Developer wants to build luxury homes and hotels across Asia and Europe
FOLLOWING the launch of The Hamilton Scotts on Scotts Road, its developer Hayden Properties is now setting its sights on the region and beyond to develop and build similar ultra-luxurious homes.
Hayden has an interesting mix of owners. It is 50-per-cent owned by KOP Capital, founded by 39-year-old lawyer Ong Chih Ching and Leny Suparman, 33, who came from property consultancy CB Richard Ellis (Singapore). The other half is owned by Emirates Tarian Capital (ETC) of the United Arab Emirates.
Together, they plan to go overseas to develop hotels and resorts in Europe and Asia, according to KOP.
Both companies are already talking to potential investors and parties on acquiring land and developing properties overseas. Their interest lies in places such as Bali, Bangkok, Kuala Lumpur, Hong Kong, Japan, Vietnam, India and China.
KOP Capital, previously known as KOP Management Services and which sprung from the law firm of Koh Ong and Partners (KOP, get it?), is already familiar with overseas projects. The firm has been involved with the development of several luxury hotels and resorts in China.
And the two companies have got ultra-rich partners to support their expensive projects, both here and overseas. Its partner in Hayden, ETC, is a subsidiary boutique investment company of the Emirates Investment Group, whose real estate investments include Emirates International Holdings, Palazzo Versace Gold Coast in Australia, Palazzo Versace Dubai, D1 Residential Tower, Emirates Financial Towers, Karachi Financial Towers and White Bay.
In April, KOP sold a 51-per-cent stake in the company to the Dubai Investment Group, which is part of the business empire of Dubai’s ruler, Sheikh Mohammed Rashid Al Maktoum, whose diversified portfolio is valued at over US$7 billion ($9.45 billion).
“Hayden will concentrate on high end luxury properties, while KOP will go into opportunistic investments,” said Ms Ong, who has had 12 years of practice in corporate and property law, and who was a founder of the Singapore Investors Association of Singapore (Sias).
“We want to be a niche player in the high end lifestyle sector where there’s a lacuna (gap) in the market. There are lots of products created without much understanding of the life-style buyers want,” she said.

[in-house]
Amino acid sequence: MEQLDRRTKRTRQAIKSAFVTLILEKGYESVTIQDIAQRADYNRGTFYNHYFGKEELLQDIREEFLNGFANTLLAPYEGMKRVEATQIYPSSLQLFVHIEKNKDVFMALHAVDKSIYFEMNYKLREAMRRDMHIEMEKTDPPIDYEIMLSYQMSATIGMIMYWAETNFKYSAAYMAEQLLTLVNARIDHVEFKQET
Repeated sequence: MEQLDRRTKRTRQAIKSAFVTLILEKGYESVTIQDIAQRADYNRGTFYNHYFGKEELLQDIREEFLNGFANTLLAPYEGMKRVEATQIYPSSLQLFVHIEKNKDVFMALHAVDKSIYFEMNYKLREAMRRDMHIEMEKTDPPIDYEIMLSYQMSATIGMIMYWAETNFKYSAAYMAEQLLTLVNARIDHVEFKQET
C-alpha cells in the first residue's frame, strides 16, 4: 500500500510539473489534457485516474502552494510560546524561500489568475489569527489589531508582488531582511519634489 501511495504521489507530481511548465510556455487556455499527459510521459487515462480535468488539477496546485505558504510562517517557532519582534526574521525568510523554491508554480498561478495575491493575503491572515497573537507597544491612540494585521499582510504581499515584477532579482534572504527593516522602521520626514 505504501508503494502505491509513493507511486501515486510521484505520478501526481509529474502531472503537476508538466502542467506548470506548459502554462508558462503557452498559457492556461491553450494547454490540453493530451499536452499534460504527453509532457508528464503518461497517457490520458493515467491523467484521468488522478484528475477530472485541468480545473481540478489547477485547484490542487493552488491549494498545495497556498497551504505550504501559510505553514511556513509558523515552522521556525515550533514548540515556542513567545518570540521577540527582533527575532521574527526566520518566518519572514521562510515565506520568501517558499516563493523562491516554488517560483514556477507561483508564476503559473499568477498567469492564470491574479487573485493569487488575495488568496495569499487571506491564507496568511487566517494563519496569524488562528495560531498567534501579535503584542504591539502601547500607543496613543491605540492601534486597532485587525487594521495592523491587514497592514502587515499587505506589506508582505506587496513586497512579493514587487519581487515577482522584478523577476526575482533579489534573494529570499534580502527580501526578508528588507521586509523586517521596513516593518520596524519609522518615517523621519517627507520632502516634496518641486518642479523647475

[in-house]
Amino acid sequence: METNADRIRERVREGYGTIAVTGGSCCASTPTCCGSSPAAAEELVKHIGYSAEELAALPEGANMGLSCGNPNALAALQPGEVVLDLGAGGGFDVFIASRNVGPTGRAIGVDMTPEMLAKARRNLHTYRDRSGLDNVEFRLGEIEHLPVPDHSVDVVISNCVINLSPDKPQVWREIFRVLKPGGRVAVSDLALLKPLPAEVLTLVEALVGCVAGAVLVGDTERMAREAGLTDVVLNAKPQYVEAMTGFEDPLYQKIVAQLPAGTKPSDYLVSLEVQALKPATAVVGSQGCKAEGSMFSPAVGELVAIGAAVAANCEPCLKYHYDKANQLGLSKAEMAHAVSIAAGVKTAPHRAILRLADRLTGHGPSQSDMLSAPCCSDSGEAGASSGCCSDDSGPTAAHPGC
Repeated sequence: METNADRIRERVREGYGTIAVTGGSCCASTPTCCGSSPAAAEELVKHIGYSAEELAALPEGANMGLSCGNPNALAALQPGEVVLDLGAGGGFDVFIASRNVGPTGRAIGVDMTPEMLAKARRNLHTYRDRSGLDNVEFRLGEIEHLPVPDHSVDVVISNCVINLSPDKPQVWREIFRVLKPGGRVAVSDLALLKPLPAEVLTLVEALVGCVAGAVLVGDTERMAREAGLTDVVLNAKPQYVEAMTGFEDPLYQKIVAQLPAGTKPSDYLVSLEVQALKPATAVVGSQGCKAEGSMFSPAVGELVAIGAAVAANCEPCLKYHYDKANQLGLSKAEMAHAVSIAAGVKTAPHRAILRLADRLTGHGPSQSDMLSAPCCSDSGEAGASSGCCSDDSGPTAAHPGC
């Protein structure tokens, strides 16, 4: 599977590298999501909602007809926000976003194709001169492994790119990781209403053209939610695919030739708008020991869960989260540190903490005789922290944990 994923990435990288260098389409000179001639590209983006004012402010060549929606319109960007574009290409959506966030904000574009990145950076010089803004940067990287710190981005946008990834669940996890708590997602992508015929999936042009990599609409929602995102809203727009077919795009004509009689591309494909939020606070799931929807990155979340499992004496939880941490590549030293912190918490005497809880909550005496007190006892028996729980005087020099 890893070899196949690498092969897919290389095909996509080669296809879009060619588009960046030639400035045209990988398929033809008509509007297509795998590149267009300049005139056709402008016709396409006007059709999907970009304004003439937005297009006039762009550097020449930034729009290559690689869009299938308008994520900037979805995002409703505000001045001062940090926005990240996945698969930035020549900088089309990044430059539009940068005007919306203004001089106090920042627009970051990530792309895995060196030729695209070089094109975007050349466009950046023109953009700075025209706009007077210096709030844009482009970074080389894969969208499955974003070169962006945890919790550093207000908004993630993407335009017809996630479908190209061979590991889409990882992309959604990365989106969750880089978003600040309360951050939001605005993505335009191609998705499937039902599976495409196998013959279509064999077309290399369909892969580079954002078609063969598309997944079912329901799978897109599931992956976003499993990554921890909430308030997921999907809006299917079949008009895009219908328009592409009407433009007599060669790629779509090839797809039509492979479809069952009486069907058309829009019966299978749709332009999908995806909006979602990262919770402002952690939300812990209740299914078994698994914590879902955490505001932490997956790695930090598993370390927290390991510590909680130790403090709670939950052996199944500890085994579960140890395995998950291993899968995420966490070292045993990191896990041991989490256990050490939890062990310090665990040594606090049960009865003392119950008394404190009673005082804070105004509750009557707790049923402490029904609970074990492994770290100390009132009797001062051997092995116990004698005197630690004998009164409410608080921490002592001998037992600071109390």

For instance when Hayden bought the Hamilton site, it did not at first think of putting up a luxury apartment block, instead it was looking at various other things like a serviced apartment which previous owner CapitaLand had planned for, or a hotel.
“But after talking to some people, we decided that what was needed was something iconic.
“The architects Eco-id came up with an innovative and daring design by giving apartment owners the comfort of parking their marques right by their residences, regardless of which level they are in,”Ms Ong said adding that they had to overcome various issues, including fire-safety compliance, et cetera.
Response to the launch of the 30-storey block scheduled for completion in 2011 was “very encouraging” the two said. “Although our launch party was scheduled for 8pm, people were already streaming in at 4pm, and we had more than 400 people turning up with all 500 kits that we had printed snapped up,” Ms Suparman said.
The two partners also disclosed that they received “no less than three offers” to purchase the entire project from parties from Russia, the Middle East and China.
“These people were looking for iconic developments and saw the Hamilton as an entry into the region’s property market. We didn’t mind selling them a chunk of the project but parting with the entire building would have made us appear desperate and looking like we were just in it for the punt,” she added.
Hayden has so far sold about a half dozen of the 56 units at an average price of $3,800 per sq ft or over $10 millionfor a 2,700 sq ft apartment, which doesnot include the 600 sq ft allotted for two cars.
The company has also tied up with the Ritz Carlton on a $300-million project in Cairnhill Road (Ritz-Carlton Residences) which will feature a 24-hour concierge service, housekeeping, sommelier service, and three sky terraces where residents can entertain, exercise or just lounge around.
The cheapest 2,800 sq ft apartment is expected to fetch at least $11.5 million while a junior penthouse of about 3,500 sq ft will cost about $18 million. Monthly maintenance will come to at least $2,500, the most expensive in Singapore.
Source : Today – 17 Jul 2008